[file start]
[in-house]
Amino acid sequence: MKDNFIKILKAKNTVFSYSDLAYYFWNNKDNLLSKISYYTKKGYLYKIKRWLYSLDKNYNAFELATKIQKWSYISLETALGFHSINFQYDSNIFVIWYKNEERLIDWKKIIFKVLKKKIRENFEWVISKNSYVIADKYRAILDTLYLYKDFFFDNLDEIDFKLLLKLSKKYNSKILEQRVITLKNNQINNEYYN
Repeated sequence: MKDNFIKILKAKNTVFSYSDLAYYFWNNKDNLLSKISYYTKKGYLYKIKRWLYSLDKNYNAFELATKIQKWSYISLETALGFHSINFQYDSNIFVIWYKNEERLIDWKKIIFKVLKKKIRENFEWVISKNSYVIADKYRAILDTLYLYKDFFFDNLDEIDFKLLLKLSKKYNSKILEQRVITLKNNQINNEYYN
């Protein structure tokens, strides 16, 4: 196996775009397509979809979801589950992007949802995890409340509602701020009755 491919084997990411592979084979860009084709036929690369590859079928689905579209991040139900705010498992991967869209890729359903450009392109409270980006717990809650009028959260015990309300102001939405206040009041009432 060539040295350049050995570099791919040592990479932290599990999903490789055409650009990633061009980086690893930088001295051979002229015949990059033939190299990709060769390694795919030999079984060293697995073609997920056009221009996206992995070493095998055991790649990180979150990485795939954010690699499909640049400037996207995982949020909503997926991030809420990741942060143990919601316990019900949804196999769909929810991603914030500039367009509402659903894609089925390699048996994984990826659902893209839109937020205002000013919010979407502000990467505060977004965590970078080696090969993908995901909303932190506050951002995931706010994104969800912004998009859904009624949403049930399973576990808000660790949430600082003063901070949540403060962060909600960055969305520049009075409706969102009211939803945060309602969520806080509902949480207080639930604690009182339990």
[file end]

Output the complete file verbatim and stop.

[in-house]
Amino acid sequence: MKDNFIKILKAKNTVFSYSDLAYYFWNNKDNLLSKISYYTKKGYLYKIKRWLYSLDKNYNAFELATKIQKWSYISLETALGFHSINFQYDSNIFVIWYKNEERLIDWKKIIFKVLKKKIRENFEWVISKNSYVIADKYRAILDTLYLYKDFFFDNLDEIDFKLLLKLSKKYNSKILEQRVITLKNNQINNEYYN
Repeated sequence: MKDNFIKILKAKNTVFSYSDLAYYFWNNKDNLLSKISYYTKKGYLYKIKRWLYSLDKNYNAFELATKIQKWSYISLETALGFHSINFQYDSNIFVIWYKNEERLIDWKKIIFKVLKKKIRENFEWVISKNSYVIADKYRAILDTLYLYKDFFFDNLDEIDFKLLLKLSKKYNSKILEQRVITLKNNQINNEYYN
């Protein structure tokens, strides 16, 4: 196996775009397509979809979801589950992007949802995890409340509602701020009755 491919084997990411592979084979860009084709036929690369590859079928689905579209991040139900705010498992991967869209890729359903450009392109409270980006717990809650009028959260015990309300102001939405206040009041009432 060539040295350049050995570099791919040592990479932290599990999903490789055409650009990633061009980086690893930088001295051979002229015949990059033939190299990709060769390694795919030999079984060293697995073609997920056009221009996206992995070493095998055991790649990180979150990485795939954010690699499909640049400037996207995982949020909503997926991030809420990741942060143990919601316990019900949804196999769909929810991603914030500039367009509402659903894609089925390699048996994984990826659902893209839109937020205002000013919010979407502000990467505060977004965590970078080696090969993908995901909303932190506050951002995931706010994104969800912004998009859904009624949403049930399973576990808000660790949430600082003063901070949540403060962060909600960055969305520049009075409706969102009211939803945060309602969520806080509902949480207080639930604690009182339990």